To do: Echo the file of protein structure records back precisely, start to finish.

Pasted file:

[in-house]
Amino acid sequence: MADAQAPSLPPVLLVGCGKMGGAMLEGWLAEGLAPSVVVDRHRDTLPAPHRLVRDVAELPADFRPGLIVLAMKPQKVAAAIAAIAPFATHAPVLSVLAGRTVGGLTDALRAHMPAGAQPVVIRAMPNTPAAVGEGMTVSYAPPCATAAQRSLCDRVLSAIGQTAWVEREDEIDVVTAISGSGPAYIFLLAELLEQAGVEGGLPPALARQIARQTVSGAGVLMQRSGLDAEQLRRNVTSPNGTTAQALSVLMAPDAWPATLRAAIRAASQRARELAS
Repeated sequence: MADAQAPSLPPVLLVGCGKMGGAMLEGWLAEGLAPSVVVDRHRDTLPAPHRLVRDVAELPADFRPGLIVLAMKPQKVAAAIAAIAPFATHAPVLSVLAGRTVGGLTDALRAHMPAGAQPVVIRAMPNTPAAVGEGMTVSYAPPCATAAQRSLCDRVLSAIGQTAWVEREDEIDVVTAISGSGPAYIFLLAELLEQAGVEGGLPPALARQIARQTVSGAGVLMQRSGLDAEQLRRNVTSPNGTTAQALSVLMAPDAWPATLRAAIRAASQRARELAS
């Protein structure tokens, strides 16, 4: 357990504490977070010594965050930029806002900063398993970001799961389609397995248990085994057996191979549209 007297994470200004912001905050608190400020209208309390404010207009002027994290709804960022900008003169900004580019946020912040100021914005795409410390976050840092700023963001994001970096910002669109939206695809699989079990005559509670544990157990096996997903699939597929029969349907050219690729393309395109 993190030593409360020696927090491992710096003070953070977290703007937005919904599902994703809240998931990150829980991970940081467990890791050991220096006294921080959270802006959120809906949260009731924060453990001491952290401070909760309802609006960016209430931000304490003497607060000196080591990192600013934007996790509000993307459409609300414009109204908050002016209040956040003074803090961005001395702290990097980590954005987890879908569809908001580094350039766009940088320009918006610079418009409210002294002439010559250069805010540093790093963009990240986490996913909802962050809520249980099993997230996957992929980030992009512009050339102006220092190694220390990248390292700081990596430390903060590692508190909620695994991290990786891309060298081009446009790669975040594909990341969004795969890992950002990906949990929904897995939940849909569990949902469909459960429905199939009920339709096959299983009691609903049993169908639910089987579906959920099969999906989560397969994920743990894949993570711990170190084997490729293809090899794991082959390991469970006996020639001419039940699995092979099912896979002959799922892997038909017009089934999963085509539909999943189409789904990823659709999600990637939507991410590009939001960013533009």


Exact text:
[in-house]
Amino acid sequence: MADAQAPSLPPVLLVGCGKMGGAMLEGWLAEGLAPSVVVDRHRDTLPAPHRLVRDVAELPADFRPGLIVLAMKPQKVAAAIAAIAPFATHAPVLSVLAGRTVGGLTDALRAHMPAGAQPVVIRAMPNTPAAVGEGMTVSYAPPCATAAQRSLCDRVLSAIGQTAWVEREDEIDVVTAISGSGPAYIFLLAELLEQAGVEGGLPPALARQIARQTVSGAGVLMQRSGLDAEQLRRNVTSPNGTTAQALSVLMAPDAWPATLRAAIRAASQRARELAS
Repeated sequence: MADAQAPSLPPVLLVGCGKMGGAMLEGWLAEGLAPSVVVDRHRDTLPAPHRLVRDVAELPADFRPGLIVLAMKPQKVAAAIAAIAPFATHAPVLSVLAGRTVGGLTDALRAHMPAGAQPVVIRAMPNTPAAVGEGMTVSYAPPCATAAQRSLCDRVLSAIGQTAWVEREDEIDVVTAISGSGPAYIFLLAELLEQAGVEGGLPPALARQIARQTVSGAGVLMQRSGLDAEQLRRNVTSPNGTTAQALSVLMAPDAWPATLRAAIRAASQRARELAS
């Protein structure tokens, strides 16, 4: 357990504490977070010594965050930029806002900063398993970001799961389609397995248990085994057996191979549209 007297994470200004912001905050608190400020209208309390404010207009002027994290709804960022900008003169900004580019946020912040100021914005795409410390976050840092700023963001994001970096910002669109939206695809699989079990005559509670544990157990096996997903699939597929029969349907050219690729393309395109 993190030593409360020696927090491992710096003070953070977290703007937005919904599902994703809240998931990150829980991970940081467990890791050991220096006294921080959270802006959120809906949260009731924060453990001491952290401070909760309802609006960016209430931000304490003497607060000196080591990192600013934007996790509000993307459409609300414009109204908050002016209040956040003074803090961005001395702290990097980590954005987890879908569809908001580094350039766009940088320009918006610079418009409210002294002439010559250069805010540093790093963009990240986490996913909802962050809520249980099993997230996957992929980030992009512009050339102006220092190694220390990248390292700081990596430390903060590692508190909620695994991290990786891309060298081009446009790669975040594909990341969004795969890992950002990906949990929904897995939940849909569990949902469909459960429905199939009920339709096959299983009691609903049993169908639910089987579906959920099969999906989560397969994920743990894949993570711990170190084997490729293809090899794991082959390991469970006996020639001419039940699995092979099912896979002959799922892997038909017009089934999963085509539909999943189409789904990823659709999600990637939507991410590009939001960013533009």